Toys ‘R’ Us Pulls Hoverboards From Website

February 22, 2016, 5:56 PM UTC
Whizboard Store manager 'Mor Loud' demonstrates the Hoverboard on Broadway in Times Square December 15, 2015. The hot item on many holiday lists will help you zip around town, the shopping mall and from one end of the workplace to another.These so-called "hoverboards" or self-balancing electric scooters, are surging in popularity in the first season where they have been available at relatively affordable prices -- as low as $300 for some models. AFP PHOTO / TIMOTHY A. CLARY / AFP / TIMOTHY A. CLARY (Photo credit should read TIMOTHY A. CLARY/AFP/Getty Images)
Photograph by Timothy A. Clary — AFP via Getty Images

The hoverboard is gliding off of another retailer’s e-commerce shelves. Toys ‘R’ Us has pulled the plug on the trendy gadget.

As Mashable reports, the nation’s largest toy-focused retailer said it opted to halt sales of the Razor Hovertrax, saying it wants to ensure the product is safe for consumers.

The move isn’t exactly a big surprise. It comes just a few days after the Consumer Product Safety Commission warned of safety risks associated with hoverboards, in a letter that was sent to manufacturers, importers, and retailers about hoverboards (the CPSC calls them “self-balancing scooters). The CPSC claims that from the beginning of December through Feb. 17, it received reports of 52 scooter fires across 24 states–resulting in over $2 million in property damage.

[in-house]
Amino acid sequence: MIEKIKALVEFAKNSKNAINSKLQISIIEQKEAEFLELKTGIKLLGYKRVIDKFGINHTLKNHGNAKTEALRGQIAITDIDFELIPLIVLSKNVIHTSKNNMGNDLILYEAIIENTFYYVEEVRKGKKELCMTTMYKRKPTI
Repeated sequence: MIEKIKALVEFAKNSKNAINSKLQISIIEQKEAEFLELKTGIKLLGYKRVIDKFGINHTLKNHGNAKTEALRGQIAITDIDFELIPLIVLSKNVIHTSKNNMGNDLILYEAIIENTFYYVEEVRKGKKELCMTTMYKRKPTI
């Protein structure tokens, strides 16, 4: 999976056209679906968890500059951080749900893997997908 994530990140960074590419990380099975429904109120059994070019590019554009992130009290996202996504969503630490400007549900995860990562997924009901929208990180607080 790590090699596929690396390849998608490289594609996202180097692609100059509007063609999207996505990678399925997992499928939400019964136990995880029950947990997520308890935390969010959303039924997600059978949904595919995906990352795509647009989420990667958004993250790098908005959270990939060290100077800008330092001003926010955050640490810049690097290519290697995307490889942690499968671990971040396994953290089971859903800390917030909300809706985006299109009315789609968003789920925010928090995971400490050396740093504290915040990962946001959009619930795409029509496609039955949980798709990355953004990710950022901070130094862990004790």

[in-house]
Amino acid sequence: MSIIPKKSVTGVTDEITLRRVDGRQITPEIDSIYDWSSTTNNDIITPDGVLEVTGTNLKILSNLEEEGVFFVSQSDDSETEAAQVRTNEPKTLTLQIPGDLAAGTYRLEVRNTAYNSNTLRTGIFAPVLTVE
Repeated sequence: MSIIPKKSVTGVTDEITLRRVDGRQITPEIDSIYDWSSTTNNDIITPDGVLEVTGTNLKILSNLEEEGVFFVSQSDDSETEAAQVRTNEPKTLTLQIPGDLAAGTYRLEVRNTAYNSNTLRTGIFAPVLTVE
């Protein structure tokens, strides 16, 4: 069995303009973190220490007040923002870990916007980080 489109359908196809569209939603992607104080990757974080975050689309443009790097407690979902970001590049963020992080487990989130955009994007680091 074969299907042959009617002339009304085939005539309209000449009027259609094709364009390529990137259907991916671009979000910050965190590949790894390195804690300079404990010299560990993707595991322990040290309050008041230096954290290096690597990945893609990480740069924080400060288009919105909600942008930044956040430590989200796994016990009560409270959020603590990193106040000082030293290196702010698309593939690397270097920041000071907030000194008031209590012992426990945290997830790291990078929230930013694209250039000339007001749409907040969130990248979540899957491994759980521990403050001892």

The CPSC added it was encouraging retailers and manufacturers to review their product line to ensure that they items sold in the U.S. are safe.

The hoverboard has suffered from a speedy fall from grace. It generated a lot of buzz stateside at the Consumer Electronics Show and New York’s Toy Fair in early 2015 and by the time the holiday season kicked into high gear, the pricy gadget topped the year’s wish list.

But safety concerns were rampant, especially as cheap knock-offs that were thinly regulated quickly flooded the market. Retailers were caught in the middle–they wanted to cash in on the craze, especially because hoverboards command a high price point. But they were also exposed to risk. Amazon (AMZN), for example, is offering refunds on the hoverboards it sold.

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